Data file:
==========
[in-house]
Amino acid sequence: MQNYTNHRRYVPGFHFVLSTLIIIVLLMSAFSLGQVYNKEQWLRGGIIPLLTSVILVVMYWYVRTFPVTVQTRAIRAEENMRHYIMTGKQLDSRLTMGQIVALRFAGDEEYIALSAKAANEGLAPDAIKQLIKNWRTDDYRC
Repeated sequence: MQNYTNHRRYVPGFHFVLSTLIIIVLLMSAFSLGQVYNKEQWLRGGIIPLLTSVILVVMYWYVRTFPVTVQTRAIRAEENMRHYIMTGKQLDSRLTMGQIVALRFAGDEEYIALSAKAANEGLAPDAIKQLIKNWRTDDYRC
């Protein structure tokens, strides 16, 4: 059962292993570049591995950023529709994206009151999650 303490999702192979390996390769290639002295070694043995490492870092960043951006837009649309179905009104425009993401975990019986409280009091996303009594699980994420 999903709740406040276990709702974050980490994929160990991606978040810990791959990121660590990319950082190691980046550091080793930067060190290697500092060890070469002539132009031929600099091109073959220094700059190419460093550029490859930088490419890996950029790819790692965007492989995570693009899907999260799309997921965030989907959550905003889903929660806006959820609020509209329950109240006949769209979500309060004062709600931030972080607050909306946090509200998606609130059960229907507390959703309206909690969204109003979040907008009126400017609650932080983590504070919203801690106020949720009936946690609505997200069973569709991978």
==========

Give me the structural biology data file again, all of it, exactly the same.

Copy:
[in-house]
Amino acid sequence: MQNYTNHRRYVPGFHFVLSTLIIIVLLMSAFSLGQVYNKEQWLRGGIIPLLTSVILVVMYWYVRTFPVTVQTRAIRAEENMRHYIMTGKQLDSRLTMGQIVALRFAGDEEYIALSAKAANEGLAPDAIKQLIKNWRTDDYRC
Repeated sequence: MQNYTNHRRYVPGFHFVLSTLIIIVLLMSAFSLGQVYNKEQWLRGGIIPLLTSVILVVMYWYVRTFPVTVQTRAIRAEENMRHYIMTGKQLDSRLTMGQIVALRFAGDEEYIALSAKAANEGLAPDAIKQLIKNWRTDDYRC
């Protein structure tokens, strides 16, 4: 059962292993570049591995950023529709994206009151999650 303490999702192979390996390769290639002295070694043995490492870092960043951006837009649309179905009104425009993401975990019986409280009091996303009594699980994420 999903709740406040276990709702974050980490994929160990991606978040810990791959990121660590990319950082190691980046550091080793930067060190290697500092060890070469002539132009031929600099091109073959220094700059190419460093550029490859930088490419890996950029790819790692965007492989995570693009899907999260799309997921965030989907959550905003889903929660806006959820609020509209329950109240006949769209979500309060004062709600931030972080607050909306946090509200998606609130059960229907507390959703309206909690969204109003979040907008009126400017609650932080983590504070919203801690106020949720009936946690609505997200069973569709991978």